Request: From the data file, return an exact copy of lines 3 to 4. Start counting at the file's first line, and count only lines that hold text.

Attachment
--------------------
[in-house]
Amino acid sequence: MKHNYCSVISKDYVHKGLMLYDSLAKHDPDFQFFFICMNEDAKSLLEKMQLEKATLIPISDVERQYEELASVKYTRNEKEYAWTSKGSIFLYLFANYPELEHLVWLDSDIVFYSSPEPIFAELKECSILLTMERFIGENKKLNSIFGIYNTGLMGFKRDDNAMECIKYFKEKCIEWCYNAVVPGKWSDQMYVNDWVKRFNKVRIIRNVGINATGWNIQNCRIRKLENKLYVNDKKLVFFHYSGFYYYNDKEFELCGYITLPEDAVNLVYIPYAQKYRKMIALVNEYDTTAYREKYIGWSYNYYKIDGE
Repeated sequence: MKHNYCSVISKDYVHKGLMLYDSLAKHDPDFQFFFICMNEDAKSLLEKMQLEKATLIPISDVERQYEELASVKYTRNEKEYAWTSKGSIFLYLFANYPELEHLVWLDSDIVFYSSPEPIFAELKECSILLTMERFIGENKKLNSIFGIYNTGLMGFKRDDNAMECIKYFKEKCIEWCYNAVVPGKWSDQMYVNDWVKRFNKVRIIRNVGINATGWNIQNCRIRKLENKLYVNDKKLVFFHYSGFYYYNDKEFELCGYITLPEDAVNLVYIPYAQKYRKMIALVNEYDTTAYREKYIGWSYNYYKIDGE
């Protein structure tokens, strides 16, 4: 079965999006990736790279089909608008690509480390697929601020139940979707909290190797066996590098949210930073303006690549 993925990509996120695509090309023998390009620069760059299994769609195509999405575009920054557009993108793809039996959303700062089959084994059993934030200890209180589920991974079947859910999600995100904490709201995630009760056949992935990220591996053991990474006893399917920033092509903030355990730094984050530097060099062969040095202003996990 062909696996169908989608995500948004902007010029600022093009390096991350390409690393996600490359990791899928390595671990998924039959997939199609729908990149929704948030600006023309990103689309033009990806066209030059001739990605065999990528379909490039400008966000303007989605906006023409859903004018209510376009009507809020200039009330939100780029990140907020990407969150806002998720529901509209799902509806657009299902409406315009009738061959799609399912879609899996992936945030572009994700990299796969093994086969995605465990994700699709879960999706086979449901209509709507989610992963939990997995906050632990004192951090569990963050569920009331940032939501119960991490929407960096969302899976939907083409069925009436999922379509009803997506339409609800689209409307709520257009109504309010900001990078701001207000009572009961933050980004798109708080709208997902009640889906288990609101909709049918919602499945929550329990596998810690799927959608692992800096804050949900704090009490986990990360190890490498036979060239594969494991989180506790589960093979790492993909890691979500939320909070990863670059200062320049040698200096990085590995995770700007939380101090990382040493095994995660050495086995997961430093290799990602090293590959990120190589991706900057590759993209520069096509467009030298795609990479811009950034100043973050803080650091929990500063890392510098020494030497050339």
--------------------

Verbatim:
Repeated sequence: MKHNYCSVISKDYVHKGLMLYDSLAKHDPDFQFFFICMNEDAKSLLEKMQLEKATLIPISDVERQYEELASVKYTRNEKEYAWTSKGSIFLYLFANYPELEHLVWLDSDIVFYSSPEPIFAELKECSILLTMERFIGENKKLNSIFGIYNTGLMGFKRDDNAMECIKYFKEKCIEWCYNAVVPGKWSDQMYVNDWVKRFNKVRIIRNVGINATGWNIQNCRIRKLENKLYVNDKKLVFFHYSGFYYYNDKEFELCGYITLPEDAVNLVYIPYAQKYRKMIALVNEYDTTAYREKYIGWSYNYYKIDGE
């Protein structure tokens, strides 16, 4: 079965999006990736790279089909608008690509480390697929601020139940979707909290190797066996590098949210930073303006690549 993925990509996120695509090309023998390009620069760059299994769609195509999405575009920054557009993108793809039996959303700062089959084994059993934030200890209180589920991974079947859910999600995100904490709201995630009760056949992935990220591996053991990474006893399917920033092509903030355990730094984050530097060099062969040095202003996990 062909696996169908989608995500948004902007010029600022093009390096991350390409690393996600490359990791899928390595671990998924039959997939199609729908990149929704948030600006023309990103689309033009990806066209030059001739990605065999990528379909490039400008966000303007989605906006023409859903004018209510376009009507809020200039009330939100780029990140907020990407969150806002998720529901509209799902509806657009299902409406315009009738061959799609399912879609899996992936945030572009994700990299796969093994086969995605465990994700699709879960999706086979449901209509709507989610992963939990997995906050632990004192951090569990963050569920009331940032939501119960991490929407960096969302899976939907083409069925009436999922379509009803997506339409609800689209409307709520257009109504309010900001990078701001207000009572009961933050980004798109708080709208997902009640889906288990609101909709049918919602499945929550329990596998810690799927959608692992800096804050949900704090009490986990990360190890490498036979060239594969494991989180506790589960093979790492993909890691979500939320909070990863670059200062320049040698200096990085590995995770700007939380101090990382040493095994995660050495086995997961430093290799990602090293590959990120190589991706900057590759993209520069096509467009030298795609990479811009950034100043973050803080650091929990500063890392510098020494030497050339």